Bottom line is that software developers don't exist in a vacuum. That 'clever' code will need to be maintained, and if it is difficult to understand it will be difficult to read, difficult to change, difficult to debug. When running teams we have people at all levels, and so the smart thing to do is write code in ways which are easily understood. This is why we have comprehensible long variable names, why we limit the length of methods. Clever can cost. And then it isn't quite so clever.

Functional programming appears to use the same arguments around terse powerful expression that Perl did years ago. The Perl advocates were proud about how expressive it was, how they could write programs that would be very powerful in only a few lines of code. Which was all true. The problem was being able to understand them. Is functional programming falling into the same kind of trap?

Because it's the new hotness

There is always the latest hot new technology or paradigm. New technologies, languages and approaches occur all the time. We should be challenging ourselves and evaluating new technologies all the time. Being a software developer is all about advancing technology.

But as software developers we need to evaluate which technologies are needed to deliver value. Learning a hot new technology just because it's hot isn't smart use of your learning time. This isn't saying you shouldn't learn functional programming, but rather you should evaluate the pros and cons for the kind of application you are writing. Will using a fully functional programming language limit the resource pool of developers? Will it be around in the long terms or leave you on a technology island? With Java at least I know it is now in the core language.

Because it's the one true way

Many times before I seen developers promote a particular approach as being the one true way. But as a friend once said to me, horses for courses. There are different tools for different jobs. I'm using Python and PyTorch for AI. There is often many options for tools and technologies, each having benefits and weaknesses.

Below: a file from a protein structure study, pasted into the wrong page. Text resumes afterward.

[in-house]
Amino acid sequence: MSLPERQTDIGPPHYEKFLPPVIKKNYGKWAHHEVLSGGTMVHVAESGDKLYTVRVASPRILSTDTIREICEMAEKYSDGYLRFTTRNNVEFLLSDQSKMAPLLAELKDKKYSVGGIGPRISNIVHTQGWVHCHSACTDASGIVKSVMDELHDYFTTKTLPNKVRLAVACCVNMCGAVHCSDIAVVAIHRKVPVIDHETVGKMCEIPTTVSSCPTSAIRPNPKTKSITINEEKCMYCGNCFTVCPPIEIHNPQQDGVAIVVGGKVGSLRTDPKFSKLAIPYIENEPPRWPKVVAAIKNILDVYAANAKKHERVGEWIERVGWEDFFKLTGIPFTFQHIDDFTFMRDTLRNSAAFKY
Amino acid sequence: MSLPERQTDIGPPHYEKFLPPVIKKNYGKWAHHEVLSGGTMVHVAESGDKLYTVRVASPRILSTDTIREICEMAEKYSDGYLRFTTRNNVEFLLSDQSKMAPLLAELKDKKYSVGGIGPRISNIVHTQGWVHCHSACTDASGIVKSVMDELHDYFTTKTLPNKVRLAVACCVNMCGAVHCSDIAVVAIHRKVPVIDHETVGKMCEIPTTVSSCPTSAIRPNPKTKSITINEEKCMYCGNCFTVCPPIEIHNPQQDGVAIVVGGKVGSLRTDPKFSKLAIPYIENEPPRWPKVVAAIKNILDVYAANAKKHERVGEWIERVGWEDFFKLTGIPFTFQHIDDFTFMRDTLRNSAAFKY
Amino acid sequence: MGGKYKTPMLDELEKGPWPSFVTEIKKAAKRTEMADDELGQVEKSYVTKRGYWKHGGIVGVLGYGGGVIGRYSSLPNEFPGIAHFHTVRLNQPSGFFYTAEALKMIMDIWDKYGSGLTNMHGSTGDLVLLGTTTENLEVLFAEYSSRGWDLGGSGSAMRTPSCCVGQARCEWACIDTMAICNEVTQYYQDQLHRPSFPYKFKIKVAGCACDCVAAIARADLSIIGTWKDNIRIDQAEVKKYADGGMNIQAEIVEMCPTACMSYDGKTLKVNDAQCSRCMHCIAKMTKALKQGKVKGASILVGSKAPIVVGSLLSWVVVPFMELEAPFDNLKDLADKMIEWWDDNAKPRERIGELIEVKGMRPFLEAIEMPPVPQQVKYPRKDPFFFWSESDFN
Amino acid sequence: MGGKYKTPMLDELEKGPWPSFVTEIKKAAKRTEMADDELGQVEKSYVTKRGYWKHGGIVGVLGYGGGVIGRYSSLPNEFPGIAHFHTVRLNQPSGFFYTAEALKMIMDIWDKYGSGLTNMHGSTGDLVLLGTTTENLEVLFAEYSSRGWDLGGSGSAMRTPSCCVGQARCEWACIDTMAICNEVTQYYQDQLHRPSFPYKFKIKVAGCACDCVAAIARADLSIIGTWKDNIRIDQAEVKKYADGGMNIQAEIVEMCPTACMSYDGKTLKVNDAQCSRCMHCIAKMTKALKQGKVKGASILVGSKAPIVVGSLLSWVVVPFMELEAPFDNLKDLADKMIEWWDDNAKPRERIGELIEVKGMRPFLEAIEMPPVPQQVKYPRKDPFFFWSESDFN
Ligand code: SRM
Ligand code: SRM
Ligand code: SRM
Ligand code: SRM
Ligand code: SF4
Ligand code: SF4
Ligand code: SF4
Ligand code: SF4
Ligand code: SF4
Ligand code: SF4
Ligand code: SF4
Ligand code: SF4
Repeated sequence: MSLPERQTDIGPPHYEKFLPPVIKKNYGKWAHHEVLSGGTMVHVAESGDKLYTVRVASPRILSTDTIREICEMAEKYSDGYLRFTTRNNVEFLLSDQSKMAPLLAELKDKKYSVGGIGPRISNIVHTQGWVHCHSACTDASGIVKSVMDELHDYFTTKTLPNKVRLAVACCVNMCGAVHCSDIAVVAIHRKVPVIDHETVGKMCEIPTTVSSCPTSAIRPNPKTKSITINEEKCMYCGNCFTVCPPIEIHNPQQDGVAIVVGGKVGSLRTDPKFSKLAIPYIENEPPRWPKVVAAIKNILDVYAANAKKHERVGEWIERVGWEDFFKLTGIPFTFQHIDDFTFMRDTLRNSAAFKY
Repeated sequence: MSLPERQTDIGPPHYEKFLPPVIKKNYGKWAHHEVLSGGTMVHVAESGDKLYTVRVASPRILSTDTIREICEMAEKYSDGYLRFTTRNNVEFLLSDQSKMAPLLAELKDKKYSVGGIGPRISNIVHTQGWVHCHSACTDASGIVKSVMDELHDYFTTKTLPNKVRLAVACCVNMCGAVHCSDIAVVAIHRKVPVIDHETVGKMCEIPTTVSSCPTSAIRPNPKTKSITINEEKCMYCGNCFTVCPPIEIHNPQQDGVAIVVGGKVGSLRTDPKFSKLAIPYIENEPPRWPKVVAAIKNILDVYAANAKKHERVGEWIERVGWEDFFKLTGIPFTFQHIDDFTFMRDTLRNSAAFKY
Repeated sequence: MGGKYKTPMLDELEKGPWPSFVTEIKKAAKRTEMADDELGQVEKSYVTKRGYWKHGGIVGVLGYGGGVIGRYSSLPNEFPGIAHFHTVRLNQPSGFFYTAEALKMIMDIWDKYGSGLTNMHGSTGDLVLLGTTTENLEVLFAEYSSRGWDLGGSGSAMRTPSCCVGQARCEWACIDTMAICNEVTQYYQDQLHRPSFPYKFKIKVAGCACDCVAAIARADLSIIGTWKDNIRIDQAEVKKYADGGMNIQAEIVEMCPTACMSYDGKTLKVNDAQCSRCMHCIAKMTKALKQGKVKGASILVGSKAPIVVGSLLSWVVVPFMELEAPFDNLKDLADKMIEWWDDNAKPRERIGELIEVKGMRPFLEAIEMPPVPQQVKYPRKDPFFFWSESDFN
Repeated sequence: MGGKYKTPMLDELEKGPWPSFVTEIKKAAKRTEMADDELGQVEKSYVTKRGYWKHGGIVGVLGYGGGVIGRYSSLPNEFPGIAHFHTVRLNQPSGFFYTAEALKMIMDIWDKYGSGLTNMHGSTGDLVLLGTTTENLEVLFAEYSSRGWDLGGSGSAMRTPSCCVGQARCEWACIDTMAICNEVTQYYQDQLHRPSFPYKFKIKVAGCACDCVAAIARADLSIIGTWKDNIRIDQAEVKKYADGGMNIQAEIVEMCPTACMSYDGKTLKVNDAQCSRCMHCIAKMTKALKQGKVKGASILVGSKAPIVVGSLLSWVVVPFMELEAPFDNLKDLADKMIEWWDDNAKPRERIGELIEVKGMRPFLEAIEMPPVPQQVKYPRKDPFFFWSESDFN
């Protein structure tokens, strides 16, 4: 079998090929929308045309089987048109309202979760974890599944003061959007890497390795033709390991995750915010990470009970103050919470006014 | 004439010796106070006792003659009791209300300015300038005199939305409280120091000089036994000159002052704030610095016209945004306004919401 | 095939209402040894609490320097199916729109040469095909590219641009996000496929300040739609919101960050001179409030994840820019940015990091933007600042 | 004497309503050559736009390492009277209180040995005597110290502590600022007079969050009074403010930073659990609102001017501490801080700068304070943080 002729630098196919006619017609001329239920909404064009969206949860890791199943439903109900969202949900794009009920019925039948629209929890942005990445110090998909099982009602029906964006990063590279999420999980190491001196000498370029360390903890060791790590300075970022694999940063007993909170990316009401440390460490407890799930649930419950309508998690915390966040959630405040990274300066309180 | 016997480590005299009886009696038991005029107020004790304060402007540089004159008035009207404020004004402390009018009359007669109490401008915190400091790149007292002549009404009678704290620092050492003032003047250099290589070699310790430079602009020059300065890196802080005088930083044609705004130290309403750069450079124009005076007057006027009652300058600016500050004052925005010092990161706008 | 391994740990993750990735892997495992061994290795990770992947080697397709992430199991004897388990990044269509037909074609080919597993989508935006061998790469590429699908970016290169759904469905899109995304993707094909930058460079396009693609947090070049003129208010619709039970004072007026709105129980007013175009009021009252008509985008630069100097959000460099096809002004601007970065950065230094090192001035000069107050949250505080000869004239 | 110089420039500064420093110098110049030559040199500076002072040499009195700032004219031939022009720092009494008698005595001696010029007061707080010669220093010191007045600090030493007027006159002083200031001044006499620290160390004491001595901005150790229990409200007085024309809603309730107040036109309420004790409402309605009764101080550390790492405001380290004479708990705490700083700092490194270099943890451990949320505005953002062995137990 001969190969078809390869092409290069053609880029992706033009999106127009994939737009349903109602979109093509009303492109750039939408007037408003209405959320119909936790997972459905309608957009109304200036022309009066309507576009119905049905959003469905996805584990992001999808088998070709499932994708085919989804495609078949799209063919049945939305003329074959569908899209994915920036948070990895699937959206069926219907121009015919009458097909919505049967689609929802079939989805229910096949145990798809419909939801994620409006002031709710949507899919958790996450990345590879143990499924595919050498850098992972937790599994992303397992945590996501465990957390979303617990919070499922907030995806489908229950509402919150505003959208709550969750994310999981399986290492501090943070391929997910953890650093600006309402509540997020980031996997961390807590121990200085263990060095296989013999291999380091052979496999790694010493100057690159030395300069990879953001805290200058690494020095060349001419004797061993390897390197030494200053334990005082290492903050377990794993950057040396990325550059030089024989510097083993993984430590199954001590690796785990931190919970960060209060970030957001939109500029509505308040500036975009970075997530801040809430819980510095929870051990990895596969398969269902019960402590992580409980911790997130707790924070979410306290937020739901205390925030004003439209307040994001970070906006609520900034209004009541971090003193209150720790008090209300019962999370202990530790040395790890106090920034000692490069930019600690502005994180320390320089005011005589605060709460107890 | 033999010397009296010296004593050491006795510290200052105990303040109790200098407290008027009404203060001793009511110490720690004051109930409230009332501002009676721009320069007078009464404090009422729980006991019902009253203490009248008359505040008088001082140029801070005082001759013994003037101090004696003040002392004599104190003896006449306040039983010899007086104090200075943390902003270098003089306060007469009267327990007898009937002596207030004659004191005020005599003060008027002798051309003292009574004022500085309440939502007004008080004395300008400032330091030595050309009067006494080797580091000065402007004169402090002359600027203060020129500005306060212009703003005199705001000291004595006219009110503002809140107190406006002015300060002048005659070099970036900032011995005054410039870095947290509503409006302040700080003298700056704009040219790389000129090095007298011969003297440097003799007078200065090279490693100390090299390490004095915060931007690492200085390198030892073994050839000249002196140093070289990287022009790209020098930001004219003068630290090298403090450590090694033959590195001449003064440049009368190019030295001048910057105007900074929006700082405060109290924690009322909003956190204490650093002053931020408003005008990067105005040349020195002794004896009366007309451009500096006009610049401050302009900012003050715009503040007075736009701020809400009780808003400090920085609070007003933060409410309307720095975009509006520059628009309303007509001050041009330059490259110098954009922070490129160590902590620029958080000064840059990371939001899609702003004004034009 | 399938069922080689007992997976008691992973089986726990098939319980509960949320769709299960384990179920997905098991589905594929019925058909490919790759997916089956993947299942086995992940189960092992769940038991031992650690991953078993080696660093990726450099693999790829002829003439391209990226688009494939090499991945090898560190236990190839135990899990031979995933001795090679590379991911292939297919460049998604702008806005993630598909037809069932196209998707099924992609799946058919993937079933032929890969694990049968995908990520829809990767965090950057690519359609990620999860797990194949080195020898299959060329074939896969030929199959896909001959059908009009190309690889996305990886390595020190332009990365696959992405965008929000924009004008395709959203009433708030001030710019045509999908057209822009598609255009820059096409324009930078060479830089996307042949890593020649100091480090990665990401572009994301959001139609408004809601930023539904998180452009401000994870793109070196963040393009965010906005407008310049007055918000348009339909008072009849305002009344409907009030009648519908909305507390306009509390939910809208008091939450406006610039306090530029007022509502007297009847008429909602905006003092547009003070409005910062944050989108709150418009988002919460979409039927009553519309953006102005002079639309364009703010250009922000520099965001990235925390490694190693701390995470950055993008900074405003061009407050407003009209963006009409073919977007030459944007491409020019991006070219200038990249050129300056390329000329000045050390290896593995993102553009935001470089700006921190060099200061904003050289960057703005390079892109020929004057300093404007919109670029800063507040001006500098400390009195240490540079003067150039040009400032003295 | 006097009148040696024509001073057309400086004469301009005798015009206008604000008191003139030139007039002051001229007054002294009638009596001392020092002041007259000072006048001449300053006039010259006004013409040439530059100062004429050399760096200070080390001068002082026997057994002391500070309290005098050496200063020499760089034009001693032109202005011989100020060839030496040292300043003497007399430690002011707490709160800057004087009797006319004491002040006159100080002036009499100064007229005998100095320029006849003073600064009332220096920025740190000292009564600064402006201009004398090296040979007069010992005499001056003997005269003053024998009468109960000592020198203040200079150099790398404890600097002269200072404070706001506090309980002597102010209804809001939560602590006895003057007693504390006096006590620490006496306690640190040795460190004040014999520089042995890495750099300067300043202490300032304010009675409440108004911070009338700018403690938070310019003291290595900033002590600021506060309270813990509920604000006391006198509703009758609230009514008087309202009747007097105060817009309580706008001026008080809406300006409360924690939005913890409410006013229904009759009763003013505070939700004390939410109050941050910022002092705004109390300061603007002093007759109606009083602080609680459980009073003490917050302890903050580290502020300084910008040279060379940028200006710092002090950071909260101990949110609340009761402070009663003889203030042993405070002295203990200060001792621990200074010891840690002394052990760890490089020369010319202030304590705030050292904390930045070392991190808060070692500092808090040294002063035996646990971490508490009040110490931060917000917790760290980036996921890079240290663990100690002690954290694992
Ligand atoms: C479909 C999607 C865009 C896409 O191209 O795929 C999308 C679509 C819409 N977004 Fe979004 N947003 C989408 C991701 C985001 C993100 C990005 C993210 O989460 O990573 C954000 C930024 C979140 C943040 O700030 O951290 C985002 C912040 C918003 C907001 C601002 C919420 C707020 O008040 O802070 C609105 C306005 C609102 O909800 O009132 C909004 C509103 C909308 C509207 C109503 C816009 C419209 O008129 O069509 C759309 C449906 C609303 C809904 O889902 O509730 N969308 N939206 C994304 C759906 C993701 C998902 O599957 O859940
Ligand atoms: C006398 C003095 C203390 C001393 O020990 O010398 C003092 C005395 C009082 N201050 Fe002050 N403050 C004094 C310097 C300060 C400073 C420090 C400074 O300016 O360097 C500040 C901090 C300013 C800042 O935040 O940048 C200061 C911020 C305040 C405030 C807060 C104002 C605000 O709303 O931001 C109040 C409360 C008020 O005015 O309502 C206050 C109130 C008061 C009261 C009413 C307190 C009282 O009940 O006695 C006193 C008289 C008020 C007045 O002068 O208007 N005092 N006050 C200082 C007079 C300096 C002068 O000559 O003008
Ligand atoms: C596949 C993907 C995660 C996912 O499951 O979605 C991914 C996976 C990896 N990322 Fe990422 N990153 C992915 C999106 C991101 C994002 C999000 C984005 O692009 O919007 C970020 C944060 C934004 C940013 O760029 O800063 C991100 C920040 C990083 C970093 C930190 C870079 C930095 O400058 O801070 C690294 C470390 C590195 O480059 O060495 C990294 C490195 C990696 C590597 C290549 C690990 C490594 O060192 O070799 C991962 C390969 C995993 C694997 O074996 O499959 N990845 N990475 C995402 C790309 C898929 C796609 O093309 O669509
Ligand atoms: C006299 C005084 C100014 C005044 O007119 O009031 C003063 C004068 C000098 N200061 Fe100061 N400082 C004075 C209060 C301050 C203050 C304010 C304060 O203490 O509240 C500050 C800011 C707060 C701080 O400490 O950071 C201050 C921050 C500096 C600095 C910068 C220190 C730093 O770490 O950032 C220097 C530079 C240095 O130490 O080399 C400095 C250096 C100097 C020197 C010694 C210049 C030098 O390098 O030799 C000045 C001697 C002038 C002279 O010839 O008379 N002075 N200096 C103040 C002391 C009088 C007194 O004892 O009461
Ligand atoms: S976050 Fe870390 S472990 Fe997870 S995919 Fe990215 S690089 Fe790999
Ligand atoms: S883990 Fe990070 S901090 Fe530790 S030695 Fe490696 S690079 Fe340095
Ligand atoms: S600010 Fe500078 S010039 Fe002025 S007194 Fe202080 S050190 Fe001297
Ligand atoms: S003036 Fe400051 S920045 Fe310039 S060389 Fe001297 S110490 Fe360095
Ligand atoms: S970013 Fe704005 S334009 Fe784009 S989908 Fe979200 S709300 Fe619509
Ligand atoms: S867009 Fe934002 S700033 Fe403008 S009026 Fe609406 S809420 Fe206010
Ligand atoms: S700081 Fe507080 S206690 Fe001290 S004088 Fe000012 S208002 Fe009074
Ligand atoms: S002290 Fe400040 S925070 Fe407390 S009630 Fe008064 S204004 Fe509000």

There are good reasons to consider functional programming for services which need massive scalability and will benefit from the parallelism safety offered by this approach. But you need to be aware of the costs and potential risks.

Years ago I had a similar experience with Dependency Injection, and how Spring was the One True Way. When I asked advocates about what benefits it brought the answers were not clearly articulated. I'm seeing a similar thing with some functional programming advocates, who appear to be on some kind of religious campaign rather than a dispassionate evaluation of the technology.

It turns out dependency injection was a great idea by the way, and I'm now able to clearly identify the benefits. Similarly I think my concerns around functional programming are related to how it is used rather than whether it is a useful and valid approach.


The point of this article is more general than whether functional programming specifically is something you should be doing. The real question is how you evaluate any new technology or approach. Is it easy for other developers to pick up? Is it going to restrict your pool of developers? Will it be easy to read and maintain? Will it be around in future? Will it help you deliver software? What technical issues does it help solve?

Importantly, don't allow ego to cloud your judgement. Software development isn't about proving your intellectual capabilities, your leet credentials. It is about delivering value in the real world. If functional programming helps you deliver then use it.

Top comments (1)

polterguy profile image
Thomas Hansen

Najs one :)